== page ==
The “enthusiasm gap” between Democrats and Republicans for the 2022 midterm elections has closed, new polling finds, indicating that the race to control Congress is as tight as ever.
Enthusiasm, in election polling, measures the rate at which a group of people says they’re excited to vote in an upcoming race or races. Though not directly tied to turnout, the higher a political party’s enthusiasm, the more likely their supporters will appear at the polls to support their candidates on Election Day.
Polling has shown that Democrats and Republicans are neck-and-neck on the question posed to voters by various surveys over who they plan to support in their home district’s congressional race. More recently, Democrats have seen their numbers improve on that question — A recent Wall Street JournalPollAccording to, 47% would vote for a Democrat and 44% for a Republican. An aggregate of polling data collected by RealClearPoliticsIt also shows that Democrats have an average lead of 0.5 percent over Republicans as of Wednesday morning. This suggests that the two parties are statistically tied over who voters prefer to lead Congress next term.
The current polls defy conventional wisdom about midterm elections — usually in the first midterm race after a new president is inaugurated the president’s party fares poorlyLosing seats in the House of Representatives. So, Democrats would be expected to lose their narrow majority in the House, but polling data so far suggests that might not happen, or, if it does, it will not be the significant “red wave” Republicans have been predicting would occur.
The Republican Party is a lot more enthusiastic than the Democrats when it comes down to which voters will be most excited to vote in this fall’s election.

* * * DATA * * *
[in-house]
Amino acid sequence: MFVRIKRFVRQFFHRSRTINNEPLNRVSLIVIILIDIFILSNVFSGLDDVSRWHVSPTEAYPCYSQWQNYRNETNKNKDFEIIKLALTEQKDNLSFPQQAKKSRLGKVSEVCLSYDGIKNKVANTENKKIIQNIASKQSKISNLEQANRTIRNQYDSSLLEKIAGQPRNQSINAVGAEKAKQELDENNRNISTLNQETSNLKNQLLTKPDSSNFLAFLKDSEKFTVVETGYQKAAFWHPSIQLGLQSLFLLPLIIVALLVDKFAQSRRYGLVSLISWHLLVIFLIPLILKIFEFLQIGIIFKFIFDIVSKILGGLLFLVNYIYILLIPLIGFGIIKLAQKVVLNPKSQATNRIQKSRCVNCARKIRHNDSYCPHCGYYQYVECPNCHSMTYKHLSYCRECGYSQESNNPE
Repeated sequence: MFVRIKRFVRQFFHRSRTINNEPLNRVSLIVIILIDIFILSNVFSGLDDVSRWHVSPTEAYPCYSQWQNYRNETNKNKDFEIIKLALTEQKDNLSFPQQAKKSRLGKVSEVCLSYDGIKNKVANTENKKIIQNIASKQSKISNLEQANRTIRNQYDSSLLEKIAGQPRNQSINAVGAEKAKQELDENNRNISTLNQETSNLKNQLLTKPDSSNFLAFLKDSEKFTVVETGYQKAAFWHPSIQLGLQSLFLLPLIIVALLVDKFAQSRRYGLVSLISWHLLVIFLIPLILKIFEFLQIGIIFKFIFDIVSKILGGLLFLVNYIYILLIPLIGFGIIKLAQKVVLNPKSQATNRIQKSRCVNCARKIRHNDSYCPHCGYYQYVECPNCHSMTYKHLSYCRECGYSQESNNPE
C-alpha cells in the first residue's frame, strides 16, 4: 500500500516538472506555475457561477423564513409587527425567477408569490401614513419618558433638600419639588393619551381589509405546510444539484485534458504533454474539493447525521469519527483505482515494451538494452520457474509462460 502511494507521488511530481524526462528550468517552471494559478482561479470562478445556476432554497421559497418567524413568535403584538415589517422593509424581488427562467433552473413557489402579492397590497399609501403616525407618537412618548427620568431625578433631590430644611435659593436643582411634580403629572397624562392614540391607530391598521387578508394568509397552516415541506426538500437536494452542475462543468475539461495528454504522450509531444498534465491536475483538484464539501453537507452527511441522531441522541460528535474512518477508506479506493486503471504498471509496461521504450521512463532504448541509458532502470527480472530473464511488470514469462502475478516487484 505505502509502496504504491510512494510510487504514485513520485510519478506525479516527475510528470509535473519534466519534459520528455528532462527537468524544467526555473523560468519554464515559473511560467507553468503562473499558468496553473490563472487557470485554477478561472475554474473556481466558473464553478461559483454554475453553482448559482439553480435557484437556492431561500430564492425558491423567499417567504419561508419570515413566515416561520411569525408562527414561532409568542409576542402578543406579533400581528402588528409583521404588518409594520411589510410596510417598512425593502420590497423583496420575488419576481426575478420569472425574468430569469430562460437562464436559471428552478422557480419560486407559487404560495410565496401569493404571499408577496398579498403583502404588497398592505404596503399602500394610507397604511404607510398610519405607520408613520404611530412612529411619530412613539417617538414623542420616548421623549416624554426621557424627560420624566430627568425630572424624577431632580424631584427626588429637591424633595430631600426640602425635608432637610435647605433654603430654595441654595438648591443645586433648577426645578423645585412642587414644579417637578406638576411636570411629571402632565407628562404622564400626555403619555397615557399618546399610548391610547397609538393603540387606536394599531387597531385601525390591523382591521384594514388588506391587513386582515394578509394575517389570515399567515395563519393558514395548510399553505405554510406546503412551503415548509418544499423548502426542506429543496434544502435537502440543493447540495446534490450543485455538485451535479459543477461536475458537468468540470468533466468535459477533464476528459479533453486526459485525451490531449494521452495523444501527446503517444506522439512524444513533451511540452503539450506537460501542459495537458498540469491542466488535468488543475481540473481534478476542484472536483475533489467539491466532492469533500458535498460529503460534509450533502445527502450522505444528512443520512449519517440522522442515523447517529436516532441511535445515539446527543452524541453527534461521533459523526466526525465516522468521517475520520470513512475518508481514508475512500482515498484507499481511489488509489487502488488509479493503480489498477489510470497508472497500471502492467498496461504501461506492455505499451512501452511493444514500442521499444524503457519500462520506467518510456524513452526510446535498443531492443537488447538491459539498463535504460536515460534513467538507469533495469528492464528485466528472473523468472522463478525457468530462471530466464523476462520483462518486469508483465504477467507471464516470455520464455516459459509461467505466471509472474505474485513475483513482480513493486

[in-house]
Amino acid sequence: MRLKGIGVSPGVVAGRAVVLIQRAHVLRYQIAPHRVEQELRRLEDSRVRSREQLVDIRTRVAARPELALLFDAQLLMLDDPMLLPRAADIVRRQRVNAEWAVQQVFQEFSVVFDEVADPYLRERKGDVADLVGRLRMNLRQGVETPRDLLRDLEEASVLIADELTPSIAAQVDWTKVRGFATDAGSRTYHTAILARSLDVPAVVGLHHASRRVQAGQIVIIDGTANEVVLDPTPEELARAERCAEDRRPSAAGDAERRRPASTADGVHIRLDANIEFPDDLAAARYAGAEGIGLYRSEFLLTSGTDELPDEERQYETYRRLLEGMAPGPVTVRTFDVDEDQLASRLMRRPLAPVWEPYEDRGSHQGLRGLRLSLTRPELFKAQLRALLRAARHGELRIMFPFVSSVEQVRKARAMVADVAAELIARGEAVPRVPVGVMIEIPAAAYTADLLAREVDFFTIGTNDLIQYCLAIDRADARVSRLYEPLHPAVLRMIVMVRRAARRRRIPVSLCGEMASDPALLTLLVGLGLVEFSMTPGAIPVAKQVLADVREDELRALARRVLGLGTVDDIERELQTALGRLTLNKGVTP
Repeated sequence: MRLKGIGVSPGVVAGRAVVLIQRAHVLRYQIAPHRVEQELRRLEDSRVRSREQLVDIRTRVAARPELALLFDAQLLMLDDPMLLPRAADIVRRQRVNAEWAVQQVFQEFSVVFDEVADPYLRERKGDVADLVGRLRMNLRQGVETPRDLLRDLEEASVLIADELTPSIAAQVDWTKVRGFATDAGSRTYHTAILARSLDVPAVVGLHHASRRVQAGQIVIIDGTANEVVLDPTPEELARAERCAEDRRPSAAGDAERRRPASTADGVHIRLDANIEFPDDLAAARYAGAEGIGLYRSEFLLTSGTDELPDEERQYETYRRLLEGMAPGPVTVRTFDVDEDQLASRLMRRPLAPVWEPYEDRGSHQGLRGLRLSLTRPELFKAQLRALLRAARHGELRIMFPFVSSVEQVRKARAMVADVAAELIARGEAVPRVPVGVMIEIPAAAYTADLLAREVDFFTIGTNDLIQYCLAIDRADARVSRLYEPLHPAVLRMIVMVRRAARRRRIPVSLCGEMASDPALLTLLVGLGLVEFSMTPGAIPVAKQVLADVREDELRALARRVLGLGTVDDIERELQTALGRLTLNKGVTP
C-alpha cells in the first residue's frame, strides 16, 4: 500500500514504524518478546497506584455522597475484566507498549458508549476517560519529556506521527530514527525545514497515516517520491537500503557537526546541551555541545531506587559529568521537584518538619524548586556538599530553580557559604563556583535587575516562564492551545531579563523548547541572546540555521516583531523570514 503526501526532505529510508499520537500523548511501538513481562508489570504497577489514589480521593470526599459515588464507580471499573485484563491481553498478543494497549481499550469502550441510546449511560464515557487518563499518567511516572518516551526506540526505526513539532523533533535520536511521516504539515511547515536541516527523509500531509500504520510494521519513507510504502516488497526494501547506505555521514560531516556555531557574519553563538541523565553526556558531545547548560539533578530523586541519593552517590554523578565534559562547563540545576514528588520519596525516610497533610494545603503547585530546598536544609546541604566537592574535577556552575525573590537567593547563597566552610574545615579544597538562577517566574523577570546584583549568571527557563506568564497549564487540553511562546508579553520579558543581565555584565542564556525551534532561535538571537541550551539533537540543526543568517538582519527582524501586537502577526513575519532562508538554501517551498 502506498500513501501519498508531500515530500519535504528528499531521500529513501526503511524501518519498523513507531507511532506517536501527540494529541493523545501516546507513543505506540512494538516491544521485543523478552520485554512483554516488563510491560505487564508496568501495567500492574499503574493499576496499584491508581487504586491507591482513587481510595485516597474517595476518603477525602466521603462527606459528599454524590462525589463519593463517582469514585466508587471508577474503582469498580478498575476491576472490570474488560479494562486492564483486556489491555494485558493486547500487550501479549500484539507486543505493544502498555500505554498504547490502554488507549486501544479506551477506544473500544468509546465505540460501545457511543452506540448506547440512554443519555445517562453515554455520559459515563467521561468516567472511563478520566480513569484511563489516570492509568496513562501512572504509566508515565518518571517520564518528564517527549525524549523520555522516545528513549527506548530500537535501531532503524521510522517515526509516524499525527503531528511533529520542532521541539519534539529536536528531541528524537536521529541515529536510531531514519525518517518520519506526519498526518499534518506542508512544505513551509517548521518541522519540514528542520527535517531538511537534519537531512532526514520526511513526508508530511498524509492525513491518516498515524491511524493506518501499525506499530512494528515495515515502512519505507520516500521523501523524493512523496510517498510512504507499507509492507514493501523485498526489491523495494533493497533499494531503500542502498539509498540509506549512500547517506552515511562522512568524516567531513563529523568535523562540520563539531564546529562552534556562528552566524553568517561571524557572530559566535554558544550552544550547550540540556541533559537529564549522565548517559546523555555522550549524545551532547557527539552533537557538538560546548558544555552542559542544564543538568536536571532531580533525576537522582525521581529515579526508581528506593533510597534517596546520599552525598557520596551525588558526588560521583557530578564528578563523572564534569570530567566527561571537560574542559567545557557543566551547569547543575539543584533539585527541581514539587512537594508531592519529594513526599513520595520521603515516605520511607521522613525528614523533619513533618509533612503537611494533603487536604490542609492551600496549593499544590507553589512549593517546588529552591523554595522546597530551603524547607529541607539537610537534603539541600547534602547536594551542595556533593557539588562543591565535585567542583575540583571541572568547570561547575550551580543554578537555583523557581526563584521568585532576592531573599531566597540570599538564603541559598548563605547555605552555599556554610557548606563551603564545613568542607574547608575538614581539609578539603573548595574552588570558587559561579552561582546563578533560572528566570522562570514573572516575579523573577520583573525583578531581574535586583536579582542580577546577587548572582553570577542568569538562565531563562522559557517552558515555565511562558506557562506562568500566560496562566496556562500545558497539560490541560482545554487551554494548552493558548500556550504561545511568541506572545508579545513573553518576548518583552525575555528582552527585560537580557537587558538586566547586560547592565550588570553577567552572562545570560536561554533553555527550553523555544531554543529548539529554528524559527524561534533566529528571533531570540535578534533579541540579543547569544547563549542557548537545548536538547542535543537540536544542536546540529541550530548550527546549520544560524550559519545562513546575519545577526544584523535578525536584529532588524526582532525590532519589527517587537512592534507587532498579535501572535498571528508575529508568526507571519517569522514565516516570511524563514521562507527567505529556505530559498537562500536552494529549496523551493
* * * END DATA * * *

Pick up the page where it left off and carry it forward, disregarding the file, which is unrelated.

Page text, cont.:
According to recent Politico/Morning Consult dataThis gap has narrowed and the two sides are now practically tied on this measure.
On the question of enthusiasm, 56 percent of voters who tend to support Democrats say they are “extremely” or “very” enthusiastic to vote this fall, while 57 percent of Republican voters say the same. The two measures are within the poll’s margin of error, which means the parties are technically tied on the question.
These new numbers are significant, as there have been large gaps between the parties over the last year. The gap of 1-point is smaller than the 9 points that existed in July when polls showed that 61% of Republican voters were excited to vote in November. This was compared to just 52 percent for Democratic voters. The gap between the two parties was even wider in April. Republicans had a 13 point lead over Democrats.
The PoliticoA /Morning Consult poll released this week also found that Democrats are maintaining their lead on the generic ballot question. 48% of voters plan to elect a Democrat to represent their district in Congress. 44% say they will choose the Republican candidate from their home district.
According to an analysis from Morning Consult on its poll, Democrats are seeing their enthusiasm numbers go up due to the Supreme Court’s decision to eradicate abortion protections — and states imposing new abortion restrictions or bans — as well as economic numbers plateauing following inflationary increases earlier this year.
“Democratic enthusiasm for voting in the midterm elections has generally been on the upswing since late spring, but surveys conducted throughout the year show that excitement on the left surged after the Supreme Court’s overturning of Roe v. Wade” wrote Morning Consult’s Eli Yokley.
“While the average voter is still more likely to hear negative news about the economy, positive perceptions about it have improved significantly in recent months amid solid jobs reports and, perhaps most notably, falling consumer gasoline costs,” Yokley added.